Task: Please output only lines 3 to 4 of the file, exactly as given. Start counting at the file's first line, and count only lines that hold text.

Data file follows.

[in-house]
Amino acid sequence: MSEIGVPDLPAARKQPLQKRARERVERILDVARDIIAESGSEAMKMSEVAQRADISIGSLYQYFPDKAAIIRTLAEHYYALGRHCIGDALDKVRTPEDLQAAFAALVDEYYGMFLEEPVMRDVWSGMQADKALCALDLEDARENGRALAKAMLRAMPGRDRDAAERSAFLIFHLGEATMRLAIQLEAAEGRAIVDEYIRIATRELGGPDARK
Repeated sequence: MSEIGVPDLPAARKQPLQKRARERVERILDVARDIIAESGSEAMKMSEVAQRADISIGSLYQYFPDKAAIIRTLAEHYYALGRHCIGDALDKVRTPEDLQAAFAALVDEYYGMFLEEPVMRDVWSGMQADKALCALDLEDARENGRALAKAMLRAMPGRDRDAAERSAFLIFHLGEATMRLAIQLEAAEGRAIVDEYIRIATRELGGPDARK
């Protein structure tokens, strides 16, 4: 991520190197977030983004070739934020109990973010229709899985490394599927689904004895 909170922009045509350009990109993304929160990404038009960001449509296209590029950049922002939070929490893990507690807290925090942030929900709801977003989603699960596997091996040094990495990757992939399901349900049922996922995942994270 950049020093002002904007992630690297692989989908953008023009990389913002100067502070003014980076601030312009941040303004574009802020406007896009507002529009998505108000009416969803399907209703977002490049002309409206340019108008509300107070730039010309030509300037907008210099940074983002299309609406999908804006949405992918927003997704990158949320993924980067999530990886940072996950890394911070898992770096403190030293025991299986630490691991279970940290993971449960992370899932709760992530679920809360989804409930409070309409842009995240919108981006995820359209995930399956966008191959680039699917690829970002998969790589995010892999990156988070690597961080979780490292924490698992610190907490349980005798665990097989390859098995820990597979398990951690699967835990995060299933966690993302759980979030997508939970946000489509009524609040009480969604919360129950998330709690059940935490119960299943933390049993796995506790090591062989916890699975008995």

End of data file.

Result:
Repeated sequence: MSEIGVPDLPAARKQPLQKRARERVERILDVARDIIAESGSEAMKMSEVAQRADISIGSLYQYFPDKAAIIRTLAEHYYALGRHCIGDALDKVRTPEDLQAAFAALVDEYYGMFLEEPVMRDVWSGMQADKALCALDLEDARENGRALAKAMLRAMPGRDRDAAERSAFLIFHLGEATMRLAIQLEAAEGRAIVDEYIRIATRELGGPDARK
């Protein structure tokens, strides 16, 4: 991520190197977030983004070739934020109990973010229709899985490394599927689904004895 909170922009045509350009990109993304929160990404038009960001449509296209590029950049922002939070929490893990507690807290925090942030929900709801977003989603699960596997091996040094990495990757992939399901349900049922996922995942994270 950049020093002002904007992630690297692989989908953008023009990389913002100067502070003014980076601030312009941040303004574009802020406007896009507002529009998505108000009416969803399907209703977002490049002309409206340019108008509300107070730039010309030509300037907008210099940074983002299309609406999908804006949405992918927003997704990158949320993924980067999530990886940072996950890394911070898992770096403190030293025991299986630490691991279970940290993971449960992370899932709760992530679920809360989804409930409070309409842009995240919108981006995820359209995930399956966008191959680039699917690829970002998969790589995010892999990156988070690597961080979780490292924490698992610190907490349980005798665990097989390859098995820990597979398990951690699967835990995060299933966690993302759980979030997508939970946000489509009524609040009480969604919360129950998330709690059940935490119960299943933390049993796995506790090591062989916890699975008995």